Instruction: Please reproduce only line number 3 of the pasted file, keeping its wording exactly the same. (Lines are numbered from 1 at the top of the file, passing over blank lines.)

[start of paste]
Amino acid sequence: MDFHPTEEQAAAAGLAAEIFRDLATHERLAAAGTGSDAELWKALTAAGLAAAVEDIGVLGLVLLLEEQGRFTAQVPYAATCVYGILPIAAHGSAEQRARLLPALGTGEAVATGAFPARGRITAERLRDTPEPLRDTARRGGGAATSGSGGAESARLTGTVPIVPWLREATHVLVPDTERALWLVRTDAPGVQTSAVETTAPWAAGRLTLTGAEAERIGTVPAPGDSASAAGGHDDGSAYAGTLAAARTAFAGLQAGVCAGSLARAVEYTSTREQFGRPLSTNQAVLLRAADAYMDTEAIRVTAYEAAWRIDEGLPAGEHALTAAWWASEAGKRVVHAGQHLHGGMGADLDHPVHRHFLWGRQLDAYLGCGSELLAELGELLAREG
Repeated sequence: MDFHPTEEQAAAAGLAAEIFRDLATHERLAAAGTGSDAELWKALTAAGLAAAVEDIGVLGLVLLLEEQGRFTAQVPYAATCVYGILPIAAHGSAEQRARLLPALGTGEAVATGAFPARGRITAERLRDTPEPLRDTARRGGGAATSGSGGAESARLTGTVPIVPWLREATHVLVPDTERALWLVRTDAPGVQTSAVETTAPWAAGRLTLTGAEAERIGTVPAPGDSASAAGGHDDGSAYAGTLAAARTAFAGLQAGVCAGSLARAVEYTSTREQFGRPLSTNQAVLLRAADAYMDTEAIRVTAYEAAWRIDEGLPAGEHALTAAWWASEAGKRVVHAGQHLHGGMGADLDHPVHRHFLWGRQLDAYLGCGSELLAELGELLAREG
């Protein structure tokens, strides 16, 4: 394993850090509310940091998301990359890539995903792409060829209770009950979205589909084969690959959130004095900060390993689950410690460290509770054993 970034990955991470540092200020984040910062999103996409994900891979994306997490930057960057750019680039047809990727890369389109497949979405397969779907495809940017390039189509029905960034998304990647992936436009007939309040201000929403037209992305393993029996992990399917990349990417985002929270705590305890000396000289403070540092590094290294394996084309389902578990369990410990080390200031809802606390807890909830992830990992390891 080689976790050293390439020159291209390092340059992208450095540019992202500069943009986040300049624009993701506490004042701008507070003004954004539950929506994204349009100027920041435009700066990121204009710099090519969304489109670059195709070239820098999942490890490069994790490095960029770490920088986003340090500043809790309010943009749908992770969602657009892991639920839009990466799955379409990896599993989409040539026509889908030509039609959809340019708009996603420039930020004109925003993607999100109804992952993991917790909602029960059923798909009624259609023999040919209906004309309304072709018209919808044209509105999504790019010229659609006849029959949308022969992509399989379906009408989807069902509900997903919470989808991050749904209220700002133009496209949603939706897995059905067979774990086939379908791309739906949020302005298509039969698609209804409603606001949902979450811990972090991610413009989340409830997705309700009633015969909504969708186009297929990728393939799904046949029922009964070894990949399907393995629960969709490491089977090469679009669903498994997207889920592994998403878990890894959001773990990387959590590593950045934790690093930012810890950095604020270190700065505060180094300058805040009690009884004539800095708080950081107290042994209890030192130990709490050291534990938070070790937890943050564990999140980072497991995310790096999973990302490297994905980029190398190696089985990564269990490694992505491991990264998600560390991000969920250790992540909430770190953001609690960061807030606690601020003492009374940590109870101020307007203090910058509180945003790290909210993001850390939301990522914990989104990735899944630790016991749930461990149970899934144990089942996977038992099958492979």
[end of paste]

């Protein structure tokens, strides 16, 4: 394993850090509310940091998301990359890539995903792409060829209770009950979205589909084969690959959130004095900060390993689950410690460290509770054993 970034990955991470540092200020984040910062999103996409994900891979994306997490930057960057750019680039047809990727890369389109497949979405397969779907495809940017390039189509029905960034998304990647992936436009007939309040201000929403037209992305393993029996992990399917990349990417985002929270705590305890000396000289403070540092590094290294394996084309389902578990369990410990080390200031809802606390807890909830992830990992390891 080689976790050293390439020159291209390092340059992208450095540019992202500069943009986040300049624009993701506490004042701008507070003004954004539950929506994204349009100027920041435009700066990121204009710099090519969304489109670059195709070239820098999942490890490069994790490095960029770490920088986003340090500043809790309010943009749908992770969602657009892991639920839009990466799955379409990896599993989409040539026509889908030509039609959809340019708009996603420039930020004109925003993607999100109804992952993991917790909602029960059923798909009624259609023999040919209906004309309304072709018209919808044209509105999504790019010229659609006849029959949308022969992509399989379906009408989807069902509900997903919470989808991050749904209220700002133009496209949603939706897995059905067979774990086939379908791309739906949020302005298509039969698609209804409603606001949902979450811990972090991610413009989340409830997705309700009633015969909504969708186009297929990728393939799904046949029922009964070894990949399907393995629960969709490491089977090469679009669903498994997207889920592994998403878990890894959001773990990387959590590593950045934790690093930012810890950095604020270190700065505060180094300058805040009690009884004539800095708080950081107290042994209890030192130990709490050291534990938070070790937890943050564990999140980072497991995310790096999973990302490297994905980029190398190696089985990564269990490694992505491991990264998600560390991000969920250790992540909430770190953001609690960061807030606690601020003492009374940590109870101020307007203090910058509180945003790290909210993001850390939301990522914990989104990735899944630790016991749930461990149970899934144990089942996977038992099958492979």